Transcriptional reporter assays were performed as previously described (55), with the following modifications. NIH 3T3 cells were transiently transfected using Lipofectamine Plus. The Gfi1-responsive pB30×2-TKCAT reporter construct (0.5 μg) (25) was cotransfected with 1 μg of the internal-control Renilla luciferase vector pRL-TK, the indicated quantity of each experimental plasmid, and, in order to keep the total amount of DNA constant across experimental conditions, either zero or varying quantities of pCS2 plus β-galactosidase. Cell lysates were harvested 40 h later. To ensure equal expression of the two forms of neutrophil elastase (with and without the carboxyl-terminal propeptide), a Western blot was performed using chicken polyclonal antibodies to the internal epitope Q88-D103 (processed as described above for Western blots utilizing the chicken antibody to the carboxyl-terminal propeptide), followed by reprobing with C-11 horseradish peroxidase-conjugated antibody to actin (Santa Cruz Biotechnology) as an internal loading control. Chloramphenicol acetyltransferase (CAT) activity was assayed with the CAT ELISA kit (Roche) and normalized to Renilla luciferase activity measured with the Dual-Luciferase assay (Promega). Experiments were performed in triplicate and assayed twice each, with reporting of the standard error of the mean between experiments. The following modifications were performed in assays evaluating the effects of reduced expression of PFAAP5: custom small interfering RNA (siRNA) directed against the mouse ortholog (GenBank accession number BC037393) of PFAAP5 (sense strand, ACAACAUUGUCUCGAAUUCTT; antisense strand, GAAUUCGAGACAAUGUUGUTT) and negative control no. 2 siRNA were supplied by Ambion, and siRNA (50 μmol) and 1 μg of each reporter (pRL-TK and pB30×2-TKCAT) were cotransfected with 10 ng of Gfi1 and/or 40 ng of neutrophil elastase (with or without the carboxyl-terminal propeptide) cDNA contained in pCS2+ expression vectors.
Predesigned Silencer siRNAs (100 μmol; Ambion) directed against human PFAAP5 (no. 22205), GFI1 (no. 16706), or ELA2 (no. 41659) were electroporated into HL-60 cells as previously described (21) and, after 48 h of quantitative real-time reverse transcription (RT)-PCR was performed, were normalized as before (21), using TaqMan (Applied Biosystems) gene expression assays (PFAAP5, Hs00208459_m1; GFI1, Hs00382207_m1; ELA2, Hs00357734_m1; AZU1, Hs00156049_m1).
Human umbilical cord blood and human adult peripheral stem cells were obtained under a protocol approved by the Cincinnati Children's Hospital Medical Center Institutional Review Board. CD34+ cells were enriched to >90% purity by immunomagnetic bead selection (Miltenyi Biotec) and cryopreserved. Once thawed, the cells were cultured in Iscove's modified Dulbecco's medium containing 20% fetal bovine serum and supplemented with recombinant human stem cell factor, thrombopoietin, and Flt-3L (StemCell Technologies), all at 10 ng/ml.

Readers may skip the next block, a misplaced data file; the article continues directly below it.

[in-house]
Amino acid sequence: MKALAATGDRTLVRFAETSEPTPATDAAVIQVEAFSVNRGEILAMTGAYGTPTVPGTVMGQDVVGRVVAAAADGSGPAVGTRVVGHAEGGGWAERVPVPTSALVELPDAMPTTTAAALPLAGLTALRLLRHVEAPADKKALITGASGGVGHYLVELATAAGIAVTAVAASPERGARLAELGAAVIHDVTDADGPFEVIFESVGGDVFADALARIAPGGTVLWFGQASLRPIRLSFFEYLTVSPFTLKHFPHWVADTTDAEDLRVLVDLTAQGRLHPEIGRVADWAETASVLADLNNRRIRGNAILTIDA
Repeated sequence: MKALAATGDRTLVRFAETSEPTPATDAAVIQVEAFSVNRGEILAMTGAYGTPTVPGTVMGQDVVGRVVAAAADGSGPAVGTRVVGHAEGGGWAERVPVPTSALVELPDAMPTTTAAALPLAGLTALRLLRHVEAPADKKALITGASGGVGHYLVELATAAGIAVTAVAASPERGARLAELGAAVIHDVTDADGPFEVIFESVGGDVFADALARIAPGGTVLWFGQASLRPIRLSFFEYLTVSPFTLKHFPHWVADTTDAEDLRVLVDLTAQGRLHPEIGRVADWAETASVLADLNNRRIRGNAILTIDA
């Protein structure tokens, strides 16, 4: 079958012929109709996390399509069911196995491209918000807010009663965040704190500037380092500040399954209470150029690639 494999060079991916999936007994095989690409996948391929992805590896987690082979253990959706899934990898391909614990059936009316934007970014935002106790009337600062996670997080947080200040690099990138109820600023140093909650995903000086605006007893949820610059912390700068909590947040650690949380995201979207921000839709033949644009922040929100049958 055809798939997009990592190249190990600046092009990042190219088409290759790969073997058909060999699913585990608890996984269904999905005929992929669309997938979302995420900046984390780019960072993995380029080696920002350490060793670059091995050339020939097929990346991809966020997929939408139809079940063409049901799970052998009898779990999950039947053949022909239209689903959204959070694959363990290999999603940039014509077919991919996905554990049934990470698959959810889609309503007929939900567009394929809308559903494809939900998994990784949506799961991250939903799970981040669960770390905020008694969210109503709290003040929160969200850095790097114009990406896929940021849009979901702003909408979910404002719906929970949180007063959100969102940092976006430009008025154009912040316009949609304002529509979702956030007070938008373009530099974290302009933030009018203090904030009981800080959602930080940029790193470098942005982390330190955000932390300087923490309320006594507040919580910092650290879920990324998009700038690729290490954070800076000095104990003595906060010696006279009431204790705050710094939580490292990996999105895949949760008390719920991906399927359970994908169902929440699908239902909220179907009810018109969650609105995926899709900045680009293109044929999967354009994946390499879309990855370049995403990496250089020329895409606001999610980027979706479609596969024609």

Lentiviral shPFAAP5 vector MISSION pLKO.1-shPFAAP5-puro constructs were obtained from Sigma. Yellow fluorescent protein (YFP) was subcloned into the KpnI/BamHI site of pLKO.1-shPFAAP5 vectors TRCN0000122131 and TRCN0000145053, replacing puromycin. shGFI1 constructs have been previously described (50). HEK 293T cells cultured in Dulbecco's modified Eagle medium with 10% fetal bovine serum were transfected by calcium phosphate with the lentiviral vectors, vesicular stomatitis virus glycoprotein envelope expression plasmid, and delta-8.9 packaging plasmid. Virus was collected and filtered through a 0.45-μm filter, pelleted by centrifugation, and then purified by a secondary centrifugation through a 20% sucrose cushion. For transduction, CD34+ cells were cultured in the presence of lentiviral supernatant supplemented with Polybrene overnight. Three days after transduction, the cells were sorted for YFP expression on a FACSAria cell sorter (BD Biosciences).
Two thousand YFP+ sorted CD34+ CB cells were seeded per 35-mm plate in MethoCult H4100 medium (StemCell Technologies) supplemented with 20% BIT 9500 serum substitute (StemCell Technologies), 100 μM 2-mercaptoethanol, 2 mM l-glutamine, 100 U/ml penicillin-streptomycin, and the human cytokines erythropoietin (6 U/ml), granulocyte colony-stimulating factor (10 ng/ml), interleukin-6 (20 ng/ml), interleukin-3 (20 ng/ml), and stem cell factor (20 ng/ml), obtained from StemCell Technologies. Cultures were plated in replicate, and colonies of more than 50 cells were scored after 14 days of incubation.
The yeast two-hybrid system is a tool for detecting protein-protein interactions. In order to identify proteins capable of interacting with Gfi1, we recently (20) performed a yeast two-hybrid screen of human bone marrow cDNA utilizing the zinc finger region of human Gfi1 as bait. Under high-stringency conditions (Table (Table1),1), we recovered just 28 interacting proteins (in the initial report , we characterized Gfi1's association with the PRDM5 transcription factor).